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Shohei Ohtani makes history on MLB Opening Day by losing to Astros


Ohtani, 27, made history on Thursday by becoming the first player in American and National League history to throw out his team’s first pitch of the season and face his team’s first pitch as a batter. .

However, the Japanese star’s efforts, which included seven shots measured at 99 miles per hour, were in vain as the Los Angeles Angels lost 3-1 to the Houston Astros in a sold-out Angel Stadium.

The new “Ohtani Rule”, introduced ahead of the 2022 season, meant the two-way star stayed in the game as the designated hitter after he finished pitching.

“My splitter was all over the place, but I felt good with my fastball, curveball and slider,” Ohtani said, according to MLB.com

“I had a chance in my last at bat to tie the game, but I didn’t make it, which was disappointing. On the pitching side, I felt like the pitch count was high and it didn’t keep me in the game any longer.”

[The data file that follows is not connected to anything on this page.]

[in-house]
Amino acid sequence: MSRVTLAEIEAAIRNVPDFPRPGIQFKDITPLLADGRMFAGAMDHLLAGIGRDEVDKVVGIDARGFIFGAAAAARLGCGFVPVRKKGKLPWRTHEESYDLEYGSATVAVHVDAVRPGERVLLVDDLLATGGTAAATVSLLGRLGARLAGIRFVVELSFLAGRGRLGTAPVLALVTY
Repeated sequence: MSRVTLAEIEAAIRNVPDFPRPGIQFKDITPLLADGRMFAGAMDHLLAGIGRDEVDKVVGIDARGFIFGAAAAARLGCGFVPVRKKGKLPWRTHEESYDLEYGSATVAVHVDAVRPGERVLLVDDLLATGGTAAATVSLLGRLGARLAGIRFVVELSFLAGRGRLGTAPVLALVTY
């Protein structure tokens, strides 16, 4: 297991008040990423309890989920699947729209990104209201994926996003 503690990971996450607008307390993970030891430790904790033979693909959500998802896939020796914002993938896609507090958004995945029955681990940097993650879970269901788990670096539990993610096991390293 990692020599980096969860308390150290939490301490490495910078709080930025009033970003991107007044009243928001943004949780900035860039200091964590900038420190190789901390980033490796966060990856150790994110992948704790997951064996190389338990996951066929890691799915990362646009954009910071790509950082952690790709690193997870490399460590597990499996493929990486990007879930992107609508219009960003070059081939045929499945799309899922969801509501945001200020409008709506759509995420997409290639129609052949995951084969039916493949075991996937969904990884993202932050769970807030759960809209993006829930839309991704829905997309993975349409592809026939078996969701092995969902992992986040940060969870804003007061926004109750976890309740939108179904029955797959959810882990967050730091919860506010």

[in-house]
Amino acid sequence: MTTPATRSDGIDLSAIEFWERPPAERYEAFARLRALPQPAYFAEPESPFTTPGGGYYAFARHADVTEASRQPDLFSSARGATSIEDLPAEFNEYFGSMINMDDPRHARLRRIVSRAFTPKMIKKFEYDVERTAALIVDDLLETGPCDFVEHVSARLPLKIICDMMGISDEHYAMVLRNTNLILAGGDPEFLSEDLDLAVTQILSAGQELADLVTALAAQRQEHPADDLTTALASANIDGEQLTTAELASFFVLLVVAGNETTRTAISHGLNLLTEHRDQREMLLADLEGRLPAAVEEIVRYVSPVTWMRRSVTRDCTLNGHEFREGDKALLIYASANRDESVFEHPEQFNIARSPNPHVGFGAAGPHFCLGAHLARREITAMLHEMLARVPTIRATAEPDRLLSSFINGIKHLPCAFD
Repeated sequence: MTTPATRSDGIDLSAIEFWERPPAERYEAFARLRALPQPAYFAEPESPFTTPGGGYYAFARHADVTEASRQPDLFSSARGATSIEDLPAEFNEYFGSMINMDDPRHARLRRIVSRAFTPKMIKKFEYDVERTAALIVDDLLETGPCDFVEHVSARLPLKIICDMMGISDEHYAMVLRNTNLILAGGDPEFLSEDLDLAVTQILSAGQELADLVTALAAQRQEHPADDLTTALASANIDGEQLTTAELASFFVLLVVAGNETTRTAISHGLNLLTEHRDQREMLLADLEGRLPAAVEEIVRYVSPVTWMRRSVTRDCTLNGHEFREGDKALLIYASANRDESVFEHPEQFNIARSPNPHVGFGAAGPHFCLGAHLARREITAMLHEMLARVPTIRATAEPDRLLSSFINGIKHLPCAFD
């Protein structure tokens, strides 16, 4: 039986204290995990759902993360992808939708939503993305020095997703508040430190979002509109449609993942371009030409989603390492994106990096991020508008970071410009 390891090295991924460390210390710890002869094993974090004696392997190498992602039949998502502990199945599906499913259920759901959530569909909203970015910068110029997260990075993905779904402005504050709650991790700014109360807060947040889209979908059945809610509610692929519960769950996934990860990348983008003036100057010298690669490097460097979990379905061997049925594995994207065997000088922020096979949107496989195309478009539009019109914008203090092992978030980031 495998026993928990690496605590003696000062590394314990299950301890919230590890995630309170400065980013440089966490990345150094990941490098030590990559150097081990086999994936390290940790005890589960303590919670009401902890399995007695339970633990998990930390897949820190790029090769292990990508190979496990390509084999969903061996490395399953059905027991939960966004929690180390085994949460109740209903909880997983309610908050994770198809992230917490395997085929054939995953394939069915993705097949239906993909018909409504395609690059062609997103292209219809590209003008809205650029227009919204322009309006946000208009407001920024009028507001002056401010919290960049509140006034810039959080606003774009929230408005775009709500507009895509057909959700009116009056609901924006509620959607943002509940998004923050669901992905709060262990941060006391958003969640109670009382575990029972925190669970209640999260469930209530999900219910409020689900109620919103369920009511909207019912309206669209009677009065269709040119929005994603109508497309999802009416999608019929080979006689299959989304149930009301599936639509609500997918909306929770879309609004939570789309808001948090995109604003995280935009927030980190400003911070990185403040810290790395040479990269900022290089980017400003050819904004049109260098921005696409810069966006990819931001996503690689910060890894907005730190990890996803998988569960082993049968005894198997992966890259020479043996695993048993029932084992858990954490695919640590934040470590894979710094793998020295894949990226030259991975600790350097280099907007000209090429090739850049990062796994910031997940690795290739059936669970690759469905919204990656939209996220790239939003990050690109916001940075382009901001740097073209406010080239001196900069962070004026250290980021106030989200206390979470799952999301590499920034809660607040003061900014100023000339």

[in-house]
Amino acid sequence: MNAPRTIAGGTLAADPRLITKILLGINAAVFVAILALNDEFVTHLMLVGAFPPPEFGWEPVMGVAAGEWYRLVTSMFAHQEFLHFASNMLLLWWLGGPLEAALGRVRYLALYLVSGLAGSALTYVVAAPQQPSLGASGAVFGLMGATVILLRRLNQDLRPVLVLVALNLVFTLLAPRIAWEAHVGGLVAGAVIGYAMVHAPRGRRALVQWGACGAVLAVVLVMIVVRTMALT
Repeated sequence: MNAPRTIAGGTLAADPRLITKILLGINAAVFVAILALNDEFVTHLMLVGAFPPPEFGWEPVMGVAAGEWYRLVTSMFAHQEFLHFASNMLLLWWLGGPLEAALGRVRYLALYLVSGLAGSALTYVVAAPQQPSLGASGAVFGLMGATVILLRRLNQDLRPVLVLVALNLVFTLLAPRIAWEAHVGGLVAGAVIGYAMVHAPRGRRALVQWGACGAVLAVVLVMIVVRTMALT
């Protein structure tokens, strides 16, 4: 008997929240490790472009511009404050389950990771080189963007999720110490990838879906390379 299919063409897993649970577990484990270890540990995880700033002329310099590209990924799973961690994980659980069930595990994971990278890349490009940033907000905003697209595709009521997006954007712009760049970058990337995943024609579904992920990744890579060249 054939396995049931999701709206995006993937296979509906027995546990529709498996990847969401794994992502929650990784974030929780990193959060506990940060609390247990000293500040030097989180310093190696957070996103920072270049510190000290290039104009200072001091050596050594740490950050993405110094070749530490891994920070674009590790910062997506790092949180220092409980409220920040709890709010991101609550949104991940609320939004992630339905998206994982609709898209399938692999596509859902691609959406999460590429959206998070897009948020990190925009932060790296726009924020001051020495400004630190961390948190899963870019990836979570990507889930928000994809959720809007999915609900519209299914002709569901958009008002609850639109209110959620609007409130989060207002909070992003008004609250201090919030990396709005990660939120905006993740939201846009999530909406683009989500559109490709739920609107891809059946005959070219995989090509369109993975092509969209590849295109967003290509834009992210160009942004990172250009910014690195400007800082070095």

Despite his historic achievement, Ohtani was eclipsed by Framber Valdez, who threw 54 of 84 shots for strikes as the Astros earned a record 10th straight opening day win.

Valdez went 6 2/3 scoreless innings and struck out 15 in a row during Thursday’s game.

“I made adjustments in spring training and the biggest thing was attacking the zone, getting ahead in the count and attacking the hitters,” he said.

In November, Ohtani was unanimously voted the 2021 American League Most Valuable Player.

The MVP award was in recognition of his feats featuring both on the mound and at the plate for the Angels, an achievement that drew comparisons to Hall of Famer Babe Ruth.

He is the second Japanese-born player to be voted MVP, following Ichiro Suzuki, who was voted AL MVP in 2001 when he played for the Seattle Mariners.

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